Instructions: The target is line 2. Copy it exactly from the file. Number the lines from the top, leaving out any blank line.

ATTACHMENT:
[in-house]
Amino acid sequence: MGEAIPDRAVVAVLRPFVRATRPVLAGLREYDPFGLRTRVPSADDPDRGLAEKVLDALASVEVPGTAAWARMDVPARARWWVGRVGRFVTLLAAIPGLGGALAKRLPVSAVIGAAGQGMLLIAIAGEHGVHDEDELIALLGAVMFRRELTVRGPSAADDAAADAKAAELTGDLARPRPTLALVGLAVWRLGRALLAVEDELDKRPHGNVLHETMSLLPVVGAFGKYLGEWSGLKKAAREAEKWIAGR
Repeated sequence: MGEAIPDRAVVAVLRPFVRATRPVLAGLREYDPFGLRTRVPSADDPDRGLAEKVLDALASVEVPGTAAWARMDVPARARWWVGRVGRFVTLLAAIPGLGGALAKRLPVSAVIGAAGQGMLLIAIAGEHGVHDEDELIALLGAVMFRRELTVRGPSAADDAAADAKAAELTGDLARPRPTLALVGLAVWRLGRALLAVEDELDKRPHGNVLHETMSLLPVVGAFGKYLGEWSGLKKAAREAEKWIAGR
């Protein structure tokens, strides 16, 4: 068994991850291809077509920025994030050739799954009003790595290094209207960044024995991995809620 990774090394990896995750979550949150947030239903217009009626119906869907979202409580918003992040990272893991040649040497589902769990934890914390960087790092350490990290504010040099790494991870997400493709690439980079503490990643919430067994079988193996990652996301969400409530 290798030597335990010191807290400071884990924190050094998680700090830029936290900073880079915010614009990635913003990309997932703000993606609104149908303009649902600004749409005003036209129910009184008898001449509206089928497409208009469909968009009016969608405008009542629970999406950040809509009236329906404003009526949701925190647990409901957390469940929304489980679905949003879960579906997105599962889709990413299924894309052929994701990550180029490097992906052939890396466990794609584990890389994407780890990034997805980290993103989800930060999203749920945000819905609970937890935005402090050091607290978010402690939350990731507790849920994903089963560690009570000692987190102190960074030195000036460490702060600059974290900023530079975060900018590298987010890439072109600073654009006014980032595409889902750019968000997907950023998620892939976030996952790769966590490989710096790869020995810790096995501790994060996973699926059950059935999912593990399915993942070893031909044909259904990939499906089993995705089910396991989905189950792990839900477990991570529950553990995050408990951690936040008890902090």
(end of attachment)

Amino acid sequence: MGEAIPDRAVVAVLRPFVRATRPVLAGLREYDPFGLRTRVPSADDPDRGLAEKVLDALASVEVPGTAAWARMDVPARARWWVGRVGRFVTLLAAIPGLGGALAKRLPVSAVIGAAGQGMLLIAIAGEHGVHDEDELIALLGAVMFRRELTVRGPSAADDAAADAKAAELTGDLARPRPTLALVGLAVWRLGRALLAVEDELDKRPHGNVLHETMSLLPVVGAFGKYLGEWSGLKKAAREAEKWIAGR